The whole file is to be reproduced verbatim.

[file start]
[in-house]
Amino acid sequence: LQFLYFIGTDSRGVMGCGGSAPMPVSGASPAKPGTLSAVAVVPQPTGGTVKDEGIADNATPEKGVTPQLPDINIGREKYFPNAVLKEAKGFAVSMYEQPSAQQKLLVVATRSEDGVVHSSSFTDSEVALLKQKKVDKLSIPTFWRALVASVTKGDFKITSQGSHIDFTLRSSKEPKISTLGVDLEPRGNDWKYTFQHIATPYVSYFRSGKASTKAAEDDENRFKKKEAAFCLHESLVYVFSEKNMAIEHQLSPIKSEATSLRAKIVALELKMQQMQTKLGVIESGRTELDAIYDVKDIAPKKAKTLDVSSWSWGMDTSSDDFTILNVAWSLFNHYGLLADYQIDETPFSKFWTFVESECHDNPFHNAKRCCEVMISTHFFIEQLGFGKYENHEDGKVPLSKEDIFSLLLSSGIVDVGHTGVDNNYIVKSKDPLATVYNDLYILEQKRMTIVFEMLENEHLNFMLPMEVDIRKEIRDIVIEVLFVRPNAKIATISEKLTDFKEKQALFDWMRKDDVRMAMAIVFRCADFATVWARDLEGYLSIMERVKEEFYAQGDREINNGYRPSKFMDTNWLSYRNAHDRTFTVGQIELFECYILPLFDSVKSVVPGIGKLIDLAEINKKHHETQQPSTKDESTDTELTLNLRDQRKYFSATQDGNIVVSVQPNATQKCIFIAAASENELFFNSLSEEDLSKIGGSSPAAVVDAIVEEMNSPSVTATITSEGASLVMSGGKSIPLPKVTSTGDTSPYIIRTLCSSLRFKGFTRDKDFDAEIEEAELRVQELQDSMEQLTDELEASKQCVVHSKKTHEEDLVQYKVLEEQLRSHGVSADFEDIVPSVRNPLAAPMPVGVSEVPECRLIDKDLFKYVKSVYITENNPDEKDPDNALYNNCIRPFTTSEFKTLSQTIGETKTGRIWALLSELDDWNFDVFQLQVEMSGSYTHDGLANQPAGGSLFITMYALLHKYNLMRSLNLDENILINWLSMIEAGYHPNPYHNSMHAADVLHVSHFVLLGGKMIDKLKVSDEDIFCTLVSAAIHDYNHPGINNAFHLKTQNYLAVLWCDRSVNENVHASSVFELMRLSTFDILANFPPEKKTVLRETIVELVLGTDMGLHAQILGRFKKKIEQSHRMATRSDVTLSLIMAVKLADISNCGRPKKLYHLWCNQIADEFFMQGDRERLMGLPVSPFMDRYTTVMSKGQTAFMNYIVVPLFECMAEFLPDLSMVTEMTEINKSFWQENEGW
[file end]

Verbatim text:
[in-house]
Amino acid sequence: LQFLYFIGTDSRGVMGCGGSAPMPVSGASPAKPGTLSAVAVVPQPTGGTVKDEGIADNATPEKGVTPQLPDINIGREKYFPNAVLKEAKGFAVSMYEQPSAQQKLLVVATRSEDGVVHSSSFTDSEVALLKQKKVDKLSIPTFWRALVASVTKGDFKITSQGSHIDFTLRSSKEPKISTLGVDLEPRGNDWKYTFQHIATPYVSYFRSGKASTKAAEDDENRFKKKEAAFCLHESLVYVFSEKNMAIEHQLSPIKSEATSLRAKIVALELKMQQMQTKLGVIESGRTELDAIYDVKDIAPKKAKTLDVSSWSWGMDTSSDDFTILNVAWSLFNHYGLLADYQIDETPFSKFWTFVESECHDNPFHNAKRCCEVMISTHFFIEQLGFGKYENHEDGKVPLSKEDIFSLLLSSGIVDVGHTGVDNNYIVKSKDPLATVYNDLYILEQKRMTIVFEMLENEHLNFMLPMEVDIRKEIRDIVIEVLFVRPNAKIATISEKLTDFKEKQALFDWMRKDDVRMAMAIVFRCADFATVWARDLEGYLSIMERVKEEFYAQGDREINNGYRPSKFMDTNWLSYRNAHDRTFTVGQIELFECYILPLFDSVKSVVPGIGKLIDLAEINKKHHETQQPSTKDESTDTELTLNLRDQRKYFSATQDGNIVVSVQPNATQKCIFIAAASENELFFNSLSEEDLSKIGGSSPAAVVDAIVEEMNSPSVTATITSEGASLVMSGGKSIPLPKVTSTGDTSPYIIRTLCSSLRFKGFTRDKDFDAEIEEAELRVQELQDSMEQLTDELEASKQCVVHSKKTHEEDLVQYKVLEEQLRSHGVSADFEDIVPSVRNPLAAPMPVGVSEVPECRLIDKDLFKYVKSVYITENNPDEKDPDNALYNNCIRPFTTSEFKTLSQTIGETKTGRIWALLSELDDWNFDVFQLQVEMSGSYTHDGLANQPAGGSLFITMYALLHKYNLMRSLNLDENILINWLSMIEAGYHPNPYHNSMHAADVLHVSHFVLLGGKMIDKLKVSDEDIFCTLVSAAIHDYNHPGINNAFHLKTQNYLAVLWCDRSVNENVHASSVFELMRLSTFDILANFPPEKKTVLRETIVELVLGTDMGLHAQILGRFKKKIEQSHRMATRSDVTLSLIMAVKLADISNCGRPKKLYHLWCNQIADEFFMQGDRERLMGLPVSPFMDRYTTVMSKGQTAFMNYIVVPLFECMAEFLPDLSMVTEMTEINKSFWQENEGW